The web is a unique terrain, substantially different from print materials. Yet, too often, attempts at teaching information literacy for the web do not take into account both the web’s unique challenges and its unique affordances.
Much web literacy we’ve seen either asks students to look at web pages and think about them, or teaches them to publish and produce things on the web. While both these activities are valuable, neither addresses a set of real problems students confront daily: evaluating the information that reaches them through their social media streams. For these daily tasks, student don’t need long lists of questions to think about while gazing at web documents. They need concrete strategies and tactics for tracing claims to sources and for analyzing the nature and reliability of those sources.
The web gives us many such strategies and tactics and tools, which, properly used, can get students closer to the truth of a statement or image within seconds. For some reason we have decided not to teach students these specific techniques. As many people have noted, the web is both the largest propaganda machine ever created and the most amazing fact-checking tool ever invented. But if we haven’t taught our students those fact-checking capabilities is it any surprise that propaganda is winning?
This is an unabashedly practical guide for the student fact-checker. It supplements generic information literacy with the specific web-based techniques that can get you closer to the truth on the web more quickly.
We will show you how to use date filters to find the source of viral content, how to assess the reputation of a scientific journal in less than five seconds, and how to see if a tweet is really from the famous person you think it is or from an impostor.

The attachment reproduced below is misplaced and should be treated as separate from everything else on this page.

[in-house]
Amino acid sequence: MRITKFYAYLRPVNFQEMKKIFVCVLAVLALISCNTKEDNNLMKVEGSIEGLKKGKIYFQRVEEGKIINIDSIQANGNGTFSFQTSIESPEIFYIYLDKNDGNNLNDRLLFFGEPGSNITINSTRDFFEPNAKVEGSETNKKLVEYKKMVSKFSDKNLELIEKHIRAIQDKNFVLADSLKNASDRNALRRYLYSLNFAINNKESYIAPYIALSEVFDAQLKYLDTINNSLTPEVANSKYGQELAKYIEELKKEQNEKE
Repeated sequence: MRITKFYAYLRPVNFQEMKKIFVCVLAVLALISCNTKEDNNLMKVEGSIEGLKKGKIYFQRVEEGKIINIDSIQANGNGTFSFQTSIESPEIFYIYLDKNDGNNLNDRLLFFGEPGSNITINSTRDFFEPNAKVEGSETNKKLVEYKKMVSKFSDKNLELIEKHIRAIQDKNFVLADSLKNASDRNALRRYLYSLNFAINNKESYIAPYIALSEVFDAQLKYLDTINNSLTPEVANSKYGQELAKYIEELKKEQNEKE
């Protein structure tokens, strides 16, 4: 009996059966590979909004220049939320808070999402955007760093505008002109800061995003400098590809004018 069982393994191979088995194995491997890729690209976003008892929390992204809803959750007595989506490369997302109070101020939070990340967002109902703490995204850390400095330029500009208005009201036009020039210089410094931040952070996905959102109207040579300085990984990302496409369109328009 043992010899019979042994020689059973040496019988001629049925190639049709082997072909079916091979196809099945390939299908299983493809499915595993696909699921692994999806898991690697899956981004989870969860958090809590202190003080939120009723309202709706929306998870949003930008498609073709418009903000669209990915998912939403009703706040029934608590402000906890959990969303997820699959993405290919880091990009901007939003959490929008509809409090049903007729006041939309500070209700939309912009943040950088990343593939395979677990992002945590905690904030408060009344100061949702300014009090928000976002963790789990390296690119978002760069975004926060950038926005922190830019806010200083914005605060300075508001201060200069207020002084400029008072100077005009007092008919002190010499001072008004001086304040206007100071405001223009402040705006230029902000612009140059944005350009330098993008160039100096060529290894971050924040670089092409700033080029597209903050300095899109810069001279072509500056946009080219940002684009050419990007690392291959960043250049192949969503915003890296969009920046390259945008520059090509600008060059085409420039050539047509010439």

We’ll show you how to find pages that have been deleted, figure out who paid for the web site you’re looking at, and whether the weather portrayed in that viral video actual matches the weather in that location on that day. We’ll show you how to check a Wikipedia page for recent vandalism, and how to search the text of almost any printed book to verify a quote. We’ll teach you to parse URLs and scan search result blurbs so that you are more likely to get to the right result on the first click. And we’ll show you how to avoid baking confirmation bias into your search terms.
In other words, we’ll teach you web literacy by showing you the unique opportunities and pitfalls of searching for truth on the web. Crazy, right?
This is the instruction manual to reading on the modern internet. We hope you find it useful.